I’ve just spent most of the afternoon on a character building exercise. I have some XML like this:
And I need to turn that into the numeric character reference
–. It’s perfectly possible to do so with a bit of fudging around with
<xsl:text disable-output-escaping="yes"/>. But there’s a slight caveat: You’re not creating a numeric character reference. You’re just creating something that looks like one. Really, it’s the characters “&”, ”#”, “x”, “2”, “0”, “1”, “3” and ”;”.
Now most of the time, this doesn’t matter. You just output XML that looks correct and the next parser along (probably a browser) will interpret it correctly. But it’s sleight of hand.
Today, I needed to copy the text contents of a node into an attribute. Unfortunately, that text content contained one of these symbol tags. But because it’s only a string, XSLT feels (correctly) that it needs to escape the leading ampersand. So, with this input:
<name>Fred <symbol unicode="2013"/> Bloggs</name>
I get this output:
<name attrib="Fred &#x2013; Bloggs">Fred – Bloggs</name>
Yes, I know that the input data is completely stupid. I can’t help that. Unfortunately I also have the restriction that I can’t do this in multiple passes.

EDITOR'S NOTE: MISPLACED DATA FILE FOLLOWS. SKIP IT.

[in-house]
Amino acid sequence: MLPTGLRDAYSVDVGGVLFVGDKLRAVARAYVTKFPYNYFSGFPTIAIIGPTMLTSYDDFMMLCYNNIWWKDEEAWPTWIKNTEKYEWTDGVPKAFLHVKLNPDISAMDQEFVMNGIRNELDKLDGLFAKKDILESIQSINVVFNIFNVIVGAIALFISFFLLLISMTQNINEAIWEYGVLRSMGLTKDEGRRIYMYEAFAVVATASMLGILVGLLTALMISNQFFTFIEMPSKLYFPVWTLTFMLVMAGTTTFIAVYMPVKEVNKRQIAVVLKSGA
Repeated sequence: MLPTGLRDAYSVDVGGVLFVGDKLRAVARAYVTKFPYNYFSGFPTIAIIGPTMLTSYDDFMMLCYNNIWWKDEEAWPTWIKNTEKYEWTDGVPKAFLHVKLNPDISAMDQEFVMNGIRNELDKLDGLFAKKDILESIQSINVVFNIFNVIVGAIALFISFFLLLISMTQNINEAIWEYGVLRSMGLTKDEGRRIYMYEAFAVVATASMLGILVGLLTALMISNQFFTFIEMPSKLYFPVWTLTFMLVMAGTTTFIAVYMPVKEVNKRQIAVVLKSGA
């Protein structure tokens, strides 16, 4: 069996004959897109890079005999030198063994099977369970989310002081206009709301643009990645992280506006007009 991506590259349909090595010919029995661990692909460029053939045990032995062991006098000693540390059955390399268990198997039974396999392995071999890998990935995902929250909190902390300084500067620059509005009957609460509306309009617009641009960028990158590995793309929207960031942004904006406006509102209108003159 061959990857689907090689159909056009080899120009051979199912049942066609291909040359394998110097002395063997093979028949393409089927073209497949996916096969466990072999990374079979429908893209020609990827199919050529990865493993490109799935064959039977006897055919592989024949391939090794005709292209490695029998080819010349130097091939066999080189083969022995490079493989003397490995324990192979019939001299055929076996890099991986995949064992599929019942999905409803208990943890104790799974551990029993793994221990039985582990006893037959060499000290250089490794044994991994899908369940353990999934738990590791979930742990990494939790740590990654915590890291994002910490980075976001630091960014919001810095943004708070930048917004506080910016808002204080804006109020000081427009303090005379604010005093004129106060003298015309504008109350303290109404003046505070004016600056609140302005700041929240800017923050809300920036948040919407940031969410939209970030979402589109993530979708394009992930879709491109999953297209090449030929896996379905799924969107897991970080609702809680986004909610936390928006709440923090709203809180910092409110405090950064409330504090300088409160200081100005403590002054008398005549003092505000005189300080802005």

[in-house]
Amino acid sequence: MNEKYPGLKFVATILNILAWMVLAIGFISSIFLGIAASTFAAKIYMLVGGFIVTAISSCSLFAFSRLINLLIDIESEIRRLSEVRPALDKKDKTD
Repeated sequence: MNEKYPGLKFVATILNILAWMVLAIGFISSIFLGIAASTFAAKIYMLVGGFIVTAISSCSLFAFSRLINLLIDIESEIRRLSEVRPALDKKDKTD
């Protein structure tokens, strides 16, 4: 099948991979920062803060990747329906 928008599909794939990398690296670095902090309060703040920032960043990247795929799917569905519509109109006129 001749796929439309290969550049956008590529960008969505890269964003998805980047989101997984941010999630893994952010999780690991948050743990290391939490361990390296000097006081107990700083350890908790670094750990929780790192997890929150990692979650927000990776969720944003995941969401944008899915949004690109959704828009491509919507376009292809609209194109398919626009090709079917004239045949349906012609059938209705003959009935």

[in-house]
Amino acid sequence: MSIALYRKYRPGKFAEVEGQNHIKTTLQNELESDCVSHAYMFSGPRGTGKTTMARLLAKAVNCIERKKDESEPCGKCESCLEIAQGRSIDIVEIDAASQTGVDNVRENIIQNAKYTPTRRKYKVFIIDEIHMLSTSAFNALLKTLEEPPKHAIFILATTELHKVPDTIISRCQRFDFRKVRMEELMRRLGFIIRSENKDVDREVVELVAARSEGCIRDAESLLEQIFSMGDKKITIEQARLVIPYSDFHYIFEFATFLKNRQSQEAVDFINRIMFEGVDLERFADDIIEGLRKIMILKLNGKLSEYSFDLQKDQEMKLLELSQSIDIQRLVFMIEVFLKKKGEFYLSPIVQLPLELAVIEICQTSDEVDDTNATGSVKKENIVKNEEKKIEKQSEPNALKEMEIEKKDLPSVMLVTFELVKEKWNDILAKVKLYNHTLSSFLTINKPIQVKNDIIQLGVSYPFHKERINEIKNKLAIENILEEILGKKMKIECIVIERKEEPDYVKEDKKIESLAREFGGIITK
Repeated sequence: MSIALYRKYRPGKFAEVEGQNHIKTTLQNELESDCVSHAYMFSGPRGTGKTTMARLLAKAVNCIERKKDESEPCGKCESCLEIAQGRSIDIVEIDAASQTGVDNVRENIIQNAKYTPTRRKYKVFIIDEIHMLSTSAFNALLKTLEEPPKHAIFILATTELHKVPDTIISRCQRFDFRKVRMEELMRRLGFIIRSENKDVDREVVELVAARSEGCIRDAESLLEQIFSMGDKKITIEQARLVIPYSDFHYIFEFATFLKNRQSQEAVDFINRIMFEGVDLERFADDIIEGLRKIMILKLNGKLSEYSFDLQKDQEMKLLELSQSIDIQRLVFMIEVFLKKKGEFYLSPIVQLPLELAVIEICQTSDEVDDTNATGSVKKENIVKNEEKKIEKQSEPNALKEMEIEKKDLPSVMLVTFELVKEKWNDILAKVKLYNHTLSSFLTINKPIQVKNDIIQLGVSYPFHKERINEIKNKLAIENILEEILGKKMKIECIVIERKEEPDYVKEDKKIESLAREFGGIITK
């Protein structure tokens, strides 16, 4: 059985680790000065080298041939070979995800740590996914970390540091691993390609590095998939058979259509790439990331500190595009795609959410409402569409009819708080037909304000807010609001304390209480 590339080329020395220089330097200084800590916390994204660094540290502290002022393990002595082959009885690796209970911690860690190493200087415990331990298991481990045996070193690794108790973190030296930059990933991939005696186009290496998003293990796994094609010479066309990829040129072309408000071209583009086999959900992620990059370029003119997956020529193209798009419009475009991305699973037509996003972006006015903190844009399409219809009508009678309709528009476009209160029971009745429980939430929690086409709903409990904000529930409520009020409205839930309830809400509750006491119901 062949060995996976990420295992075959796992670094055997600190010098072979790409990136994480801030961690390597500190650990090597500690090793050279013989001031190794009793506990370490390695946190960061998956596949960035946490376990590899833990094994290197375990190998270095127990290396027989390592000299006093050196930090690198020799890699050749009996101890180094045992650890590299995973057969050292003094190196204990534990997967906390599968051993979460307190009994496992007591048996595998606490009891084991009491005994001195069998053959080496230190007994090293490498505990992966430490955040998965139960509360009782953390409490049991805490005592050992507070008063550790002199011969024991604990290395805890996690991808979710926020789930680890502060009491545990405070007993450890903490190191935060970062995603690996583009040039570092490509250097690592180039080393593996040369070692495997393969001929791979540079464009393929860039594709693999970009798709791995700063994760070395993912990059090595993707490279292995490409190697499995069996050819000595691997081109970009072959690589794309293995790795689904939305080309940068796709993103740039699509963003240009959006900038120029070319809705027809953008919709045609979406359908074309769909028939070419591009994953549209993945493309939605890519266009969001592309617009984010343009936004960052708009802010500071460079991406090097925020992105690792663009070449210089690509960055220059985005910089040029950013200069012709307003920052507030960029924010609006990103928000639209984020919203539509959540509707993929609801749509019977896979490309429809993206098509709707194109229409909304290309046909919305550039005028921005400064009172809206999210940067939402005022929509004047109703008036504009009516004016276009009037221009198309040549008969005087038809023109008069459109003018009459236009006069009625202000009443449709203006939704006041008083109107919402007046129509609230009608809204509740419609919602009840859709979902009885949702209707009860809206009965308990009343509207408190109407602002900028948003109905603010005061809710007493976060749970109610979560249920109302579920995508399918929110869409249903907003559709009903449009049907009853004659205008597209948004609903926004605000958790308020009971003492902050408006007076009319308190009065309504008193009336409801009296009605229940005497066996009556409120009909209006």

I’ve looked at the standard XSLT functions and the standard XPath functions. I’ve looked at the EXSLT functions. All I want is something that works like Perl’s chr.
I noticed that Saxon has the saxon:entity-ref function, but annoyingly, libxslt doesn’t support it.
All I really need is some way of re-invoking the XML parser over a string of my choosing. That way I could just wrap the characters in an element, parse it and call
text() to get the character I need.
Right now, the only way that I can see of doing this is to turn UnicodeData.txt into one big XML lookup table, and lookup the numbers in that. Bleeeaaargh.
Thankfully, it’s not my project and the person doing it has just hacked around this in the output layer. But it bugs me that there’s no good way to achieve this.